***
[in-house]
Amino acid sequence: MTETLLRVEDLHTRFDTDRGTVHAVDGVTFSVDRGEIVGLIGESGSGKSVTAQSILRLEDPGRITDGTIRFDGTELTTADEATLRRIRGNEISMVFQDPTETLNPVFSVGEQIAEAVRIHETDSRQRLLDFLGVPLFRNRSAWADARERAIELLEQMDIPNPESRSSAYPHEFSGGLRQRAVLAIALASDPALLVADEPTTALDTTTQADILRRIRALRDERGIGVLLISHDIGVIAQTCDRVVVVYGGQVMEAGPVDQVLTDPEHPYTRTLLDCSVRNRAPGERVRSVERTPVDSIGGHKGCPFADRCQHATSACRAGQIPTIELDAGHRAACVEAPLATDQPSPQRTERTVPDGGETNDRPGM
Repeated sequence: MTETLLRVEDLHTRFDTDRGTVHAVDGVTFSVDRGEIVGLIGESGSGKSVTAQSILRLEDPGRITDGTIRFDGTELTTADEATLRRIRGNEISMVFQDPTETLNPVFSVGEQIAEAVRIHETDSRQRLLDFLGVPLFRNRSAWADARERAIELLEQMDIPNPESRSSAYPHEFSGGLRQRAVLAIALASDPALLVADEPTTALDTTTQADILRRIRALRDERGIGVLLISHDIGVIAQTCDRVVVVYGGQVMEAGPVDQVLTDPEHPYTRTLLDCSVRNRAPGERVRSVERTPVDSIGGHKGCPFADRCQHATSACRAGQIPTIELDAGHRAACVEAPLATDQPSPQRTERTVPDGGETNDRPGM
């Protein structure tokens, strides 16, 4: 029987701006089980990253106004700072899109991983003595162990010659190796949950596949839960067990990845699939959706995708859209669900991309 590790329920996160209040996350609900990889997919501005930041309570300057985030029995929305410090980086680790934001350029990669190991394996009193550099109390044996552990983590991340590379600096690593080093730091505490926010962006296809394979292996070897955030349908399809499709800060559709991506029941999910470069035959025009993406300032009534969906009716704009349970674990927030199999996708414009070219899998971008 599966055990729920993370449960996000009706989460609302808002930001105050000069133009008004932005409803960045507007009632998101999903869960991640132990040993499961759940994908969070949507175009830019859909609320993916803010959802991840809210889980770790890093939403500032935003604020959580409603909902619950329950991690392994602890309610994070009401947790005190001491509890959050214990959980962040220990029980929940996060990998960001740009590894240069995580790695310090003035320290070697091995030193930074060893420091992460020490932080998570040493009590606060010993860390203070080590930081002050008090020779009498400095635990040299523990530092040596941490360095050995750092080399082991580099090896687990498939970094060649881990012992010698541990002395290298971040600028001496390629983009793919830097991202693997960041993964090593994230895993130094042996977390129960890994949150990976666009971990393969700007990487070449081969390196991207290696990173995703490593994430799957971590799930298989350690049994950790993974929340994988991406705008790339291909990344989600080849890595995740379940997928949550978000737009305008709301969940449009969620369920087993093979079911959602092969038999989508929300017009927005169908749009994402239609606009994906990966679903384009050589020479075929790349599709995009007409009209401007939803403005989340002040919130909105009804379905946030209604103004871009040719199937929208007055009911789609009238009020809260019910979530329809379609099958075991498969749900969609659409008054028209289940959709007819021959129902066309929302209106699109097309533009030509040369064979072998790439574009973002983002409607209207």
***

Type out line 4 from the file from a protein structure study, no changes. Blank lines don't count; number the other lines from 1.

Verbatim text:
């Protein structure tokens, strides 16, 4: 029987701006089980990253106004700072899109991983003595162990010659190796949950596949839960067990990845699939959706995708859209669900991309 590790329920996160209040996350609900990889997919501005930041309570300057985030029995929305410090980086680790934001350029990669190991394996009193550099109390044996552990983590991340590379600096690593080093730091505490926010962006296809394979292996070897955030349908399809499709800060559709991506029941999910470069035959025009993406300032009534969906009716704009349970674990927030199999996708414009070219899998971008 599966055990729920993370449960996000009706989460609302808002930001105050000069133009008004932005409803960045507007009632998101999903869960991640132990040993499961759940994908969070949507175009830019859909609320993916803010959802991840809210889980770790890093939403500032935003604020959580409603909902619950329950991690392994602890309610994070009401947790005190001491509890959050214990959980962040220990029980929940996060990998960001740009590894240069995580790695310090003035320290070697091995030193930074060893420091992460020490932080998570040493009590606060010993860390203070080590930081002050008090020779009498400095635990040299523990530092040596941490360095050995750092080399082991580099090896687990498939970094060649881990012992010698541990002395290298971040600028001496390629983009793919830097991202693997960041993964090593994230895993130094042996977390129960890994949150990976666009971990393969700007990487070449081969390196991207290696990173995703490593994430799957971590799930298989350690049994950790993974929340994988991406705008790339291909990344989600080849890595995740379940997928949550978000737009305008709301969940449009969620369920087993093979079911959602092969038999989508929300017009927005169908749009994402239609606009994906990966679903384009050589020479075929790349599709995009007409009209401007939803403005989340002040919130909105009804379905946030209604103004871009040719199937929208007055009911789609009238009020809260019910979530329809379609099958075991498969749900969609659409008054028209289940959709007819021959129902066309929302209106699109097309533009030509040369064979072998790439574009973002983002409607209207």